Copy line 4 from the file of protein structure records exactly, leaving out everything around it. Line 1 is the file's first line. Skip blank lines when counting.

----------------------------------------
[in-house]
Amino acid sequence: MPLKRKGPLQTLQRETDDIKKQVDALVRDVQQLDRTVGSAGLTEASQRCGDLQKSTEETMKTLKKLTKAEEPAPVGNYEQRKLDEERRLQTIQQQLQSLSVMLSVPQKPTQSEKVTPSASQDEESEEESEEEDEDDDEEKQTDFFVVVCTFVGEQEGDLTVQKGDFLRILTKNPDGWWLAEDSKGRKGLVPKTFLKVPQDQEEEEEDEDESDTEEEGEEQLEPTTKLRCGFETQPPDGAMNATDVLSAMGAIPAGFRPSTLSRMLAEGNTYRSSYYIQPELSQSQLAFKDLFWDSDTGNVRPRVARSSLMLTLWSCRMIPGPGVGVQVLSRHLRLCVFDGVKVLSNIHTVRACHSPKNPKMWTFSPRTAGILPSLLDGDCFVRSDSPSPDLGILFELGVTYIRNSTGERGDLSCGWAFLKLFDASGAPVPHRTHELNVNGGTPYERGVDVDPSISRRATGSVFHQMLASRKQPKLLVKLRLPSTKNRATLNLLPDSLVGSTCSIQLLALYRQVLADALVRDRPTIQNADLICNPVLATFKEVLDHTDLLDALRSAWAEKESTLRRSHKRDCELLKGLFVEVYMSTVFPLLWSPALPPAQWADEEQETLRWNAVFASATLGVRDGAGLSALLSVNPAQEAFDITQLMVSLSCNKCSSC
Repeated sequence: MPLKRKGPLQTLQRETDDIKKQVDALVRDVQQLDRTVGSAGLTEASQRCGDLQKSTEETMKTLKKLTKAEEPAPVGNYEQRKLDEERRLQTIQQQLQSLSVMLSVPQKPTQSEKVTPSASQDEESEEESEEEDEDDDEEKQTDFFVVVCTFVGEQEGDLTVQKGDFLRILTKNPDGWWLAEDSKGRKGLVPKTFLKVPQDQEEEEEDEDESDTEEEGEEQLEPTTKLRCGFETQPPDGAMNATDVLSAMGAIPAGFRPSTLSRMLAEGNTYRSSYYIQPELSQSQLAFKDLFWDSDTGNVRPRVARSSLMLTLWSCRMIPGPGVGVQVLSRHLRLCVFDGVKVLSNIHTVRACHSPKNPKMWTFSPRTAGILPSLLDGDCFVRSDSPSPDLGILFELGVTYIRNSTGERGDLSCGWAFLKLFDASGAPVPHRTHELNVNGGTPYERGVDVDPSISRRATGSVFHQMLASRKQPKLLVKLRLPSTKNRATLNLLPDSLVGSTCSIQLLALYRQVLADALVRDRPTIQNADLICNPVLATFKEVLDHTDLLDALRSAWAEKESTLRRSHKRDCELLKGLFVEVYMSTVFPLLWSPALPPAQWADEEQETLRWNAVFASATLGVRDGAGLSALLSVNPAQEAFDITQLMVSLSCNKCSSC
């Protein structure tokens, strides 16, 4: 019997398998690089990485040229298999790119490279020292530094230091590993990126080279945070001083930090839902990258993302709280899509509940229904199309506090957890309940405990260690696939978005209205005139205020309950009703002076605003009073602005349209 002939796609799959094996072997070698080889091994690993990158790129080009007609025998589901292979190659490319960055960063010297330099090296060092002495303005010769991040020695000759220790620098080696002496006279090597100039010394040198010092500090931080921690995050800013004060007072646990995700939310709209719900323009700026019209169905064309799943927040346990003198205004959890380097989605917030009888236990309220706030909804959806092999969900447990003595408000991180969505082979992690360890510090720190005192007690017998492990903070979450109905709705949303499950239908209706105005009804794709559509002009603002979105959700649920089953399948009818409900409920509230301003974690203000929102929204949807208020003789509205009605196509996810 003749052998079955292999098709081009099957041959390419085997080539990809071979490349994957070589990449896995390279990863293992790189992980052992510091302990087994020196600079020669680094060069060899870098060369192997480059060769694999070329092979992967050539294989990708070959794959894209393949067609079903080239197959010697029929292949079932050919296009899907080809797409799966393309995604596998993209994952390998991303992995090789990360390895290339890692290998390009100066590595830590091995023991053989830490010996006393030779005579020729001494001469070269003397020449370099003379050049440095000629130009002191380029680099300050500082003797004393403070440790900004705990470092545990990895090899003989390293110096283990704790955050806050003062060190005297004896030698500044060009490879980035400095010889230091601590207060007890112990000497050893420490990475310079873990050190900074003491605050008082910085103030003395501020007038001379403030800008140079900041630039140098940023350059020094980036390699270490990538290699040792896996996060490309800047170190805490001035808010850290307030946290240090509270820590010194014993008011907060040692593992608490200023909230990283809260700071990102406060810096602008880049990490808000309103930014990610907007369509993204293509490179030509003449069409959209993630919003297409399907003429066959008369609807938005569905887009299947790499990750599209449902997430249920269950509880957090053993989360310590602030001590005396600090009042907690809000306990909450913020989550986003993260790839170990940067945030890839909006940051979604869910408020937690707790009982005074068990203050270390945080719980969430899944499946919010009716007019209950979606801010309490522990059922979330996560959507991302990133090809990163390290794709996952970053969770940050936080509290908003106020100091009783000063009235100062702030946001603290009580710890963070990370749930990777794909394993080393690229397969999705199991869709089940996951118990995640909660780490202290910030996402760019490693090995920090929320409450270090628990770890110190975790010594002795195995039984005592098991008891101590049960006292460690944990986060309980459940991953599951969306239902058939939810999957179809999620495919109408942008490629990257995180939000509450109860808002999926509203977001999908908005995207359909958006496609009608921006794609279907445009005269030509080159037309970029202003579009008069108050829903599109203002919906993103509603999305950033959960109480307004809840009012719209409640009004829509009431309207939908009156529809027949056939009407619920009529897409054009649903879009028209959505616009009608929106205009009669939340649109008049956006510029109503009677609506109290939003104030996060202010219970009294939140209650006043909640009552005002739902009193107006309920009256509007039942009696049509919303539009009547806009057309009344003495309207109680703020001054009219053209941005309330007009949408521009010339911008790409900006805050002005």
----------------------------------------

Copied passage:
């Protein structure tokens, strides 16, 4: 019997398998690089990485040229298999790119490279020292530094230091590993990126080279945070001083930090839902990258993302709280899509509940229904199309506090957890309940405990260690696939978005209205005139205020309950009703002076605003009073602005349209 002939796609799959094996072997070698080889091994690993990158790129080009007609025998589901292979190659490319960055960063010297330099090296060092002495303005010769991040020695000759220790620098080696002496006279090597100039010394040198010092500090931080921690995050800013004060007072646990995700939310709209719900323009700026019209169905064309799943927040346990003198205004959890380097989605917030009888236990309220706030909804959806092999969900447990003595408000991180969505082979992690360890510090720190005192007690017998492990903070979450109905709705949303499950239908209706105005009804794709559509002009603002979105959700649920089953399948009818409900409920509230301003974690203000929102929204949807208020003789509205009605196509996810 003749052998079955292999098709081009099957041959390419085997080539990809071979490349994957070589990449896995390279990863293992790189992980052992510091302990087994020196600079020669680094060069060899870098060369192997480059060769694999070329092979992967050539294989990708070959794959894209393949067609079903080239197959010697029929292949079932050919296009899907080809797409799966393309995604596998993209994952390998991303992995090789990360390895290339890692290998390009100066590595830590091995023991053989830490010996006393030779005579020729001494001469070269003397020449370099003379050049440095000629130009002191380029680099300050500082003797004393403070440790900004705990470092545990990895090899003989390293110096283990704790955050806050003062060190005297004896030698500044060009490879980035400095010889230091601590207060007890112990000497050893420490990475310079873990050190900074003491605050008082910085103030003395501020007038001379403030800008140079900041630039140098940023350059020094980036390699270490990538290699040792896996996060490309800047170190805490001035808010850290307030946290240090509270820590010194014993008011907060040692593992608490200023909230990283809260700071990102406060810096602008880049990490808000309103930014990610907007369509993204293509490179030509003449069409959209993630919003297409399907003429066959008369609807938005569905887009299947790499990750599209449902997430249920269950509880957090053993989360310590602030001590005396600090009042907690809000306990909450913020989550986003993260790839170990940067945030890839909006940051979604869910408020937690707790009982005074068990203050270390945080719980969430899944499946919010009716007019209950979606801010309490522990059922979330996560959507991302990133090809990163390290794709996952970053969770940050936080509290908003106020100091009783000063009235100062702030946001603290009580710890963070990370749930990777794909394993080393690229397969999705199991869709089940996951118990995640909660780490202290910030996402760019490693090995920090929320409450270090628990770890110190975790010594002795195995039984005592098991008891101590049960006292460690944990986060309980459940991953599951969306239902058939939810999957179809999620495919109408942008490629990257995180939000509450109860808002999926509203977001999908908005995207359909958006496609009608921006794609279907445009005269030509080159037309970029202003579009008069108050829903599109203002919906993103509603999305950033959960109480307004809840009012719209409640009004829509009431309207939908009156529809027949056939009407619920009529897409054009649903879009028209959505616009009608929106205009009669939340649109008049956006510029109503009677609506109290939003104030996060202010219970009294939140209650006043909640009552005002739902009193107006309920009256509007039942009696049509919303539009009547806009057309009344003495309207109680703020001054009219053209941005309330007009949408521009010339911008790409900006805050002005």